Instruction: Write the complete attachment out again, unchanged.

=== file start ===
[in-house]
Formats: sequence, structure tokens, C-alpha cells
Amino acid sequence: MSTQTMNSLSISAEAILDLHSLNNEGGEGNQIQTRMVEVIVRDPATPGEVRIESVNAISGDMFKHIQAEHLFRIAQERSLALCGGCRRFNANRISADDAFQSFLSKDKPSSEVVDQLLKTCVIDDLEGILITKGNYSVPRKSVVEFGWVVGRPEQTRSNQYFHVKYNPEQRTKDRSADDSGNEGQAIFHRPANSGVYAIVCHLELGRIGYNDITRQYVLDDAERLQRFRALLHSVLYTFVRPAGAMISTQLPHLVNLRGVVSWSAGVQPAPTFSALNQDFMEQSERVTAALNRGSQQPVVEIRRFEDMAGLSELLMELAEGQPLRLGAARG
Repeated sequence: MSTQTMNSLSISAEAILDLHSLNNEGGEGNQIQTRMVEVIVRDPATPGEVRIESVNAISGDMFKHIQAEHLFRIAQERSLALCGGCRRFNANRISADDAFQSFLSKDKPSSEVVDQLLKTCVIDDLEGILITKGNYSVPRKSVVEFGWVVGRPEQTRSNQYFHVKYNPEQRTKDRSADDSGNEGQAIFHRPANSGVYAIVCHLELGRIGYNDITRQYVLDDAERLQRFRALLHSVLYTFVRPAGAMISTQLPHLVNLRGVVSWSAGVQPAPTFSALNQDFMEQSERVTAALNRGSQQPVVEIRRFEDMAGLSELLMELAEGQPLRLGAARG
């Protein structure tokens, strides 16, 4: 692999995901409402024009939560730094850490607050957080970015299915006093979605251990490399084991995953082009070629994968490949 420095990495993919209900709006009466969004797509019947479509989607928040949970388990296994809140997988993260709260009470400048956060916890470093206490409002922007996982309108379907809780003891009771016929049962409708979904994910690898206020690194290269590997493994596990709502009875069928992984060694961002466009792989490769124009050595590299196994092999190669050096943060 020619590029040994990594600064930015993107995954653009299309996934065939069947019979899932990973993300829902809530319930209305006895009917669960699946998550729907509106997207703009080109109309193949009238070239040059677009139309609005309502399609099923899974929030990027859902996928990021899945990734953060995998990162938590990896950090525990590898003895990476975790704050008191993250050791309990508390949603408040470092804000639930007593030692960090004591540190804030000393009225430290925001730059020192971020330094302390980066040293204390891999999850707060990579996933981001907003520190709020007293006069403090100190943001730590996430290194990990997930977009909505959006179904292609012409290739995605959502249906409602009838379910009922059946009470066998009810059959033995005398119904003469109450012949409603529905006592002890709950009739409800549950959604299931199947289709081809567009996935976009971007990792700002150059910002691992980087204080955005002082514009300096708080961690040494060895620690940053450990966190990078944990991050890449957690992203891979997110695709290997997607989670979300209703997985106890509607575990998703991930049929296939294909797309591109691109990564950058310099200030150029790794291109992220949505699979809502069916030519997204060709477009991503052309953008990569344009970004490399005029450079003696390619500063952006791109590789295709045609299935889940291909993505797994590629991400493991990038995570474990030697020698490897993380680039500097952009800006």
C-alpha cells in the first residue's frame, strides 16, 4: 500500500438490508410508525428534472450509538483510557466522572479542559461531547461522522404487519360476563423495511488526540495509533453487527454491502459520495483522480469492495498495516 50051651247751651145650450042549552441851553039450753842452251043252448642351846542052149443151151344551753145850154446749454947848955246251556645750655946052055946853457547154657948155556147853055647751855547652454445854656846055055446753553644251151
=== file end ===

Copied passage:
[in-house]
Formats: sequence, structure tokens, C-alpha cells
Amino acid sequence: MSTQTMNSLSISAEAILDLHSLNNEGGEGNQIQTRMVEVIVRDPATPGEVRIESVNAISGDMFKHIQAEHLFRIAQERSLALCGGCRRFNANRISADDAFQSFLSKDKPSSEVVDQLLKTCVIDDLEGILITKGNYSVPRKSVVEFGWVVGRPEQTRSNQYFHVKYNPEQRTKDRSADDSGNEGQAIFHRPANSGVYAIVCHLELGRIGYNDITRQYVLDDAERLQRFRALLHSVLYTFVRPAGAMISTQLPHLVNLRGVVSWSAGVQPAPTFSALNQDFMEQSERVTAALNRGSQQPVVEIRRFEDMAGLSELLMELAEGQPLRLGAARG
Repeated sequence: MSTQTMNSLSISAEAILDLHSLNNEGGEGNQIQTRMVEVIVRDPATPGEVRIESVNAISGDMFKHIQAEHLFRIAQERSLALCGGCRRFNANRISADDAFQSFLSKDKPSSEVVDQLLKTCVIDDLEGILITKGNYSVPRKSVVEFGWVVGRPEQTRSNQYFHVKYNPEQRTKDRSADDSGNEGQAIFHRPANSGVYAIVCHLELGRIGYNDITRQYVLDDAERLQRFRALLHSVLYTFVRPAGAMISTQLPHLVNLRGVVSWSAGVQPAPTFSALNQDFMEQSERVTAALNRGSQQPVVEIRRFEDMAGLSELLMELAEGQPLRLGAARG
């Protein structure tokens, strides 16, 4: 692999995901409402024009939560730094850490607050957080970015299915006093979605251990490399084991995953082009070629994968490949 420095990495993919209900709006009466969004797509019947479509989607928040949970388990296994809140997988993260709260009470400048956060916890470093206490409002922007996982309108379907809780003891009771016929049962409708979904994910690898206020690194290269590997493994596990709502009875069928992984060694961002466009792989490769124009050595590299196994092999190669050096943060 020619590029040994990594600064930015993107995954653009299309996934065939069947019979899932990973993300829902809530319930209305006895009917669960699946998550729907509106997207703009080109109309193949009238070239040059677009139309609005309502399609099923899974929030990027859902996928990021899945990734953060995998990162938590990896950090525990590898003895990476975790704050008191993250050791309990508390949603408040470092804000639930007593030692960090004591540190804030000393009225430290925001730059020192971020330094302390980066040293204390891999999850707060990579996933981001907003520190709020007293006069403090100190943001730590996430290194990990997930977009909505959006179904292609012409290739995605959502249906409602009838379910009922059946009470066998009810059959033995005398119904003469109450012949409603529905006592002890709950009739409800549950959604299931199947289709081809567009996935976009971007990792700002150059910002691992980087204080955005002082514009300096708080961690040494060895620690940053450990966190990078944990991050890449957690992203891979997110695709290997997607989670979300209703997985106890509607575990998703991930049929296939294909797309591109691109990564950058310099200030150029790794291109992220949505699979809502069916030519997204060709477009991503052309953008990569344009970004490399005029450079003696390619500063952006791109590789295709045609299935889940291909993505797994590629991400493991990038995570474990030697020698490897993380680039500097952009800006």
C-alpha cells in the first residue's frame, strides 16, 4: 500500500438490508410508525428534472450509538483510557466522572479542559461531547461522522404487519360476563423495511488526540495509533453487527454491502459520495483522480469492495498495516 50051651247751651145650450042549552441851553039450753842452251043252448642351846542052149443151151344551753145850154446749454947848955246251556645750655946052055946853457547154657948155556147853055647751855547652454445854656846055055446753553644251151